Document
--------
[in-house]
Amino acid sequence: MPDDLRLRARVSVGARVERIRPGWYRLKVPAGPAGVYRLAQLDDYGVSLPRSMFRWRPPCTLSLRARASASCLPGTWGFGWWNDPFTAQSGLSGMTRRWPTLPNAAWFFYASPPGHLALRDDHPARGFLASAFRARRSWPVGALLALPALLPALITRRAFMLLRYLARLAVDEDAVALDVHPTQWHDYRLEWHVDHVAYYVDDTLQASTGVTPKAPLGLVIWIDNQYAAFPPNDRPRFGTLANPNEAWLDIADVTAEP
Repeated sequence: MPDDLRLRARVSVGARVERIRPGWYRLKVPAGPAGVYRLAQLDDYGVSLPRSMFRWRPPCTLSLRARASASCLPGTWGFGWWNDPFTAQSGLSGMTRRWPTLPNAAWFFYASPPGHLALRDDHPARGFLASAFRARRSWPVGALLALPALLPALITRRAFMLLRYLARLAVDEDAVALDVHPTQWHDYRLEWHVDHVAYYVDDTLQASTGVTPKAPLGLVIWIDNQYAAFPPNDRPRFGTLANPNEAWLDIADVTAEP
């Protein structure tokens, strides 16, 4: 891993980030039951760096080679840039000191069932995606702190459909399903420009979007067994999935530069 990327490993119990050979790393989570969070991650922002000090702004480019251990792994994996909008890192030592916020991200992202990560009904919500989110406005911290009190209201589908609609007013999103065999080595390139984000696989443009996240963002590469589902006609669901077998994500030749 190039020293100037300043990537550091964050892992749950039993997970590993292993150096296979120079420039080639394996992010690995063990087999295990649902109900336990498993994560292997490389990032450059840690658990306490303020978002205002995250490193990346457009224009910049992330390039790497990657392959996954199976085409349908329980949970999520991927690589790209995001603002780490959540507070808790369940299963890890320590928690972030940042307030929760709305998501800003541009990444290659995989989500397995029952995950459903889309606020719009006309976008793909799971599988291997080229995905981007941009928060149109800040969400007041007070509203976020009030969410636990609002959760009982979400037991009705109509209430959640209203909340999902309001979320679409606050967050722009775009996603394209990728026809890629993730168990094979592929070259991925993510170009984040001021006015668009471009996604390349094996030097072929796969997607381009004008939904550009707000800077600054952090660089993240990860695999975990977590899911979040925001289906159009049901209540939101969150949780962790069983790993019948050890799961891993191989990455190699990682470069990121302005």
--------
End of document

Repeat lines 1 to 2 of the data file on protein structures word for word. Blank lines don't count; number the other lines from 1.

[in-house]
Amino acid sequence: MPDDLRLRARVSVGARVERIRPGWYRLKVPAGPAGVYRLAQLDDYGVSLPRSMFRWRPPCTLSLRARASASCLPGTWGFGWWNDPFTAQSGLSGMTRRWPTLPNAAWFFYASPPGHLALRDDHPARGFLASAFRARRSWPVGALLALPALLPALITRRAFMLLRYLARLAVDEDAVALDVHPTQWHDYRLEWHVDHVAYYVDDTLQASTGVTPKAPLGLVIWIDNQYAAFPPNDRPRFGTLANPNEAWLDIADVTAEP